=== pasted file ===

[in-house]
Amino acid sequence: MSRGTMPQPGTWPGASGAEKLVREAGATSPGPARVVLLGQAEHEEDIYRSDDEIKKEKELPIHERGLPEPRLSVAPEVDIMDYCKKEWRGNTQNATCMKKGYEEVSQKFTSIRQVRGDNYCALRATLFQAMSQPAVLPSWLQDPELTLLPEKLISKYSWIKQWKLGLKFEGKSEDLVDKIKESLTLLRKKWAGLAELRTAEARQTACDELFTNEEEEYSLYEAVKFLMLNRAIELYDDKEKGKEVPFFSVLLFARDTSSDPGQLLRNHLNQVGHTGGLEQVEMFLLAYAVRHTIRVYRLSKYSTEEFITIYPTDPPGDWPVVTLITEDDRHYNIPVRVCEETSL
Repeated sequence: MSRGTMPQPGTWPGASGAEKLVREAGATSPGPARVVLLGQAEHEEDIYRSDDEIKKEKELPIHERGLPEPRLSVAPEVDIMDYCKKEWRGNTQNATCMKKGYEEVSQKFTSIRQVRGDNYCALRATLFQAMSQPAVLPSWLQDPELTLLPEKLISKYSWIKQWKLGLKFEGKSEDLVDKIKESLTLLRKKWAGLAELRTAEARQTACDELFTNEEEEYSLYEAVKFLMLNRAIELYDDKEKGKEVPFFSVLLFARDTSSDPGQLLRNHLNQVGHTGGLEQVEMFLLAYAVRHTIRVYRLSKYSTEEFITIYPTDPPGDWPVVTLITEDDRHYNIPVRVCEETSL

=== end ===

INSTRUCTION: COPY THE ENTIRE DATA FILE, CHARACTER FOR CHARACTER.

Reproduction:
[in-house]
Amino acid sequence: MSRGTMPQPGTWPGASGAEKLVREAGATSPGPARVVLLGQAEHEEDIYRSDDEIKKEKELPIHERGLPEPRLSVAPEVDIMDYCKKEWRGNTQNATCMKKGYEEVSQKFTSIRQVRGDNYCALRATLFQAMSQPAVLPSWLQDPELTLLPEKLISKYSWIKQWKLGLKFEGKSEDLVDKIKESLTLLRKKWAGLAELRTAEARQTACDELFTNEEEEYSLYEAVKFLMLNRAIELYDDKEKGKEVPFFSVLLFARDTSSDPGQLLRNHLNQVGHTGGLEQVEMFLLAYAVRHTIRVYRLSKYSTEEFITIYPTDPPGDWPVVTLITEDDRHYNIPVRVCEETSL
Repeated sequence: MSRGTMPQPGTWPGASGAEKLVREAGATSPGPARVVLLGQAEHEEDIYRSDDEIKKEKELPIHERGLPEPRLSVAPEVDIMDYCKKEWRGNTQNATCMKKGYEEVSQKFTSIRQVRGDNYCALRATLFQAMSQPAVLPSWLQDPELTLLPEKLISKYSWIKQWKLGLKFEGKSEDLVDKIKESLTLLRKKWAGLAELRTAEARQTACDELFTNEEEEYSLYEAVKFLMLNRAIELYDDKEKGKEVPFFSVLLFARDTSSDPGQLLRNHLNQVGHTGGLEQVEMFLLAYAVRHTIRVYRLSKYSTEEFITIYPTDPPGDWPVVTLITEDDRHYNIPVRVCEETSL